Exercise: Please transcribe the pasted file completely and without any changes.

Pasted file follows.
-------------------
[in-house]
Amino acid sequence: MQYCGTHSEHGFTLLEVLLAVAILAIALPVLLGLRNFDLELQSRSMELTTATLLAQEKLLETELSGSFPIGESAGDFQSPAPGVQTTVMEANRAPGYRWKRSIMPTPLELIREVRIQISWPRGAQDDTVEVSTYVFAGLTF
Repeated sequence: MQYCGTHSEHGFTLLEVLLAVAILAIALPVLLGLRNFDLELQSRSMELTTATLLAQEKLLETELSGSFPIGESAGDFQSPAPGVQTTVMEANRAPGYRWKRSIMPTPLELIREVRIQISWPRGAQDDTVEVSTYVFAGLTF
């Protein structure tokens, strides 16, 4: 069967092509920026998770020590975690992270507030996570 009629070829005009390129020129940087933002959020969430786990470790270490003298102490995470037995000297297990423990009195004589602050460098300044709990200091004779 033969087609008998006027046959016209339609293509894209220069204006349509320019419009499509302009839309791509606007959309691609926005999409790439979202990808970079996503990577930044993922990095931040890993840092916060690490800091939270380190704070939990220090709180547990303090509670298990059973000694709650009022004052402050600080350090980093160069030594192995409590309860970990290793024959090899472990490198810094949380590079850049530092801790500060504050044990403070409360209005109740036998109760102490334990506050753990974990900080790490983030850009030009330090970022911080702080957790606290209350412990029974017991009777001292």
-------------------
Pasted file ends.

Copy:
[in-house]
Amino acid sequence: MQYCGTHSEHGFTLLEVLLAVAILAIALPVLLGLRNFDLELQSRSMELTTATLLAQEKLLETELSGSFPIGESAGDFQSPAPGVQTTVMEANRAPGYRWKRSIMPTPLELIREVRIQISWPRGAQDDTVEVSTYVFAGLTF
Repeated sequence: MQYCGTHSEHGFTLLEVLLAVAILAIALPVLLGLRNFDLELQSRSMELTTATLLAQEKLLETELSGSFPIGESAGDFQSPAPGVQTTVMEANRAPGYRWKRSIMPTPLELIREVRIQISWPRGAQDDTVEVSTYVFAGLTF
């Protein structure tokens, strides 16, 4: 069967092509920026998770020590975690992270507030996570 009629070829005009390129020129940087933002959020969430786990470790270490003298102490995470037995000297297990423990009195004589602050460098300044709990200091004779 033969087609008998006027046959016209339609293509894209220069204006349509320019419009499509302009839309791509606007959309691609926005999409790439979202990808970079996503990577930044993922990095931040890993840092916060690490800091939270380190704070939990220090709180547990303090509670298990059973000694709650009022004052402050600080350090980093160069030594192995409590309860970990290793024959090899472990490198810094949380590079850049530092801790500060504050044990403070409360209005109740036998109760102490334990506050753990974990900080790490983030850009030009330090970022911080702080957790606290209350412990029974017991009777001292």